When it comes to end-of-life and death, we need to steal the language from the shadows and put it on centre stage. Forget about buying the farm, leaving with the postie or passing. People and pets die.

Speaking in plain terms takes the stigma away from this natural and universal experience. It also removes the shame that often comes with hiding discussion under juvenile terms.

You can advocate for open discussion about death by openly using the words!

Allow for dark humour to spark real talk

Death isn’t neat or pretty at times. It has moments that are tricky and borderline absurd. Some people will find dark humour their greatest comfort. This is true from the doctor attending to the dying to the dying person themselves.

Allowing a person to freely express themselves in their own time and when it is appropriate is important. If we attempt to tell people how to speak about death and to not use the mechanisms available to them to cope, we may impair their ability to navigate what lies ahead.

Add practical action

The best way you can be an ally to people facing death and the Australian end-of-life scene is to take practical action.

You can take practical action as a supportive end-of-life ally by:

  • Having the conversation about your own end-of-life plans
  • Being there to support someone to make their end-of-life plans
  • Volunteering in the ageing and/or end-of-life space
  • Attending events, talks, workshops and programs taking place in your neighbourhood
  • Holding a death café event for your community
  • Promoting end-of-life literacy on your social media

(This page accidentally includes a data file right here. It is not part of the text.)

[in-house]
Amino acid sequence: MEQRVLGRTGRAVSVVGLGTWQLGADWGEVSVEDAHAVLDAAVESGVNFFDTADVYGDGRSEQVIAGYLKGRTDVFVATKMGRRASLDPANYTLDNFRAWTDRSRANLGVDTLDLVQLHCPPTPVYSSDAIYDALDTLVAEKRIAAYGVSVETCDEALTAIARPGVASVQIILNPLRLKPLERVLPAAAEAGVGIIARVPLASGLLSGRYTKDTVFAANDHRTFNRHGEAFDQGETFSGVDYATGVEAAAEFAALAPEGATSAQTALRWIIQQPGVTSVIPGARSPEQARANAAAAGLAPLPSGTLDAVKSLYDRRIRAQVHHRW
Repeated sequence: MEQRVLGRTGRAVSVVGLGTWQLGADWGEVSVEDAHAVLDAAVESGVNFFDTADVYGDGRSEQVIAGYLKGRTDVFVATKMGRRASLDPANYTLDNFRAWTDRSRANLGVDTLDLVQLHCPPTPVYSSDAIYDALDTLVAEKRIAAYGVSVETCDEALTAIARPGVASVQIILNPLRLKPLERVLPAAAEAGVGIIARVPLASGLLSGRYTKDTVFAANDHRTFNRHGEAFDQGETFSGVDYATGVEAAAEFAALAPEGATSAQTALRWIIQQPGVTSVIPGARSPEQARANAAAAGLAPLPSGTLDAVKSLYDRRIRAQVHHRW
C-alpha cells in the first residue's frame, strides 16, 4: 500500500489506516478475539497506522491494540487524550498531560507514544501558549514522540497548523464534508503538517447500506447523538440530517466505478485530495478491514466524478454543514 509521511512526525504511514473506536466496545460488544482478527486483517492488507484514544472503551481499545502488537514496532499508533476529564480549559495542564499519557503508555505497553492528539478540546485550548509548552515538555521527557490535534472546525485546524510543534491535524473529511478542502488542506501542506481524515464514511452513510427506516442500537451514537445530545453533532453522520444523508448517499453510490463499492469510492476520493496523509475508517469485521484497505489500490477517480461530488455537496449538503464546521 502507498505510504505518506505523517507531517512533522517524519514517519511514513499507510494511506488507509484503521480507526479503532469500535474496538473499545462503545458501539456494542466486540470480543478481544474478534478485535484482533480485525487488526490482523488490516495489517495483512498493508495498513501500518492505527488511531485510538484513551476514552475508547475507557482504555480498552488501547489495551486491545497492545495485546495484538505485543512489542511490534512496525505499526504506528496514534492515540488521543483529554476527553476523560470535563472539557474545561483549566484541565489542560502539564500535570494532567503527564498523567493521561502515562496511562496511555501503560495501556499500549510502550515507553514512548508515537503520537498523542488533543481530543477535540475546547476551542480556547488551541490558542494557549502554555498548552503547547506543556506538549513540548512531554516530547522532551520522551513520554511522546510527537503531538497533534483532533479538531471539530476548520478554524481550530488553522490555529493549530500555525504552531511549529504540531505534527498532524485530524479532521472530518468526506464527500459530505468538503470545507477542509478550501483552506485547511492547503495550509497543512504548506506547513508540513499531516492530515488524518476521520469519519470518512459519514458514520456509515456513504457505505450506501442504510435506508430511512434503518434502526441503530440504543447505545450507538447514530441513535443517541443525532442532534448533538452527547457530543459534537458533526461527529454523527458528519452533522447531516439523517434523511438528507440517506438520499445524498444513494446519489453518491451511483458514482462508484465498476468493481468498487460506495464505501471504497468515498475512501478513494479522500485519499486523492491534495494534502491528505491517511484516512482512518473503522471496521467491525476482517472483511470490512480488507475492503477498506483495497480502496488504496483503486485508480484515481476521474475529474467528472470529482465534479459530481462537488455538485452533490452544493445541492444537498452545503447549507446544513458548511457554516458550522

• Getting involved in community programs and initiatives


And you can add practical action in supporting those who are dying by:

  • Helping organise their end-of-life documentation
  • Reducing the everyday housework burden by doing the grocery shopping, trimming the hedges or washing the laundry
  • Providing practical respite by delivering pre-cooked meals, watching the kids for an hour or walking and grooming their pets
  • Offering to stay for a couple of hours so primary carers can have a break
  • Loading up iPods with tunes, audio books and podcasts to help alleviate the boredom associated with waiting for appointments, chemo or resting
  • Driving them to appointments and/or providing transportation generally
  • Listening to and being there for a person without trying to fix or judge their situation
  • Helping them achieve their last wishes or tick off their bucket list
  • Taking notes when they talk to doctors, so they have a record of them later
  • Organising family, friends and the neighbourhood into a care tree of labour and skills to help support the person and their loved ones
  • Organising fund raiser events or passing the hat around to offset the cost of treatment and/or reductions in income
  • Take their mind off things. We all need a break from the business of living and dying!


Want to find out more about death literacy and where you can go to be a supportive end-of-life ally? Check out our blog!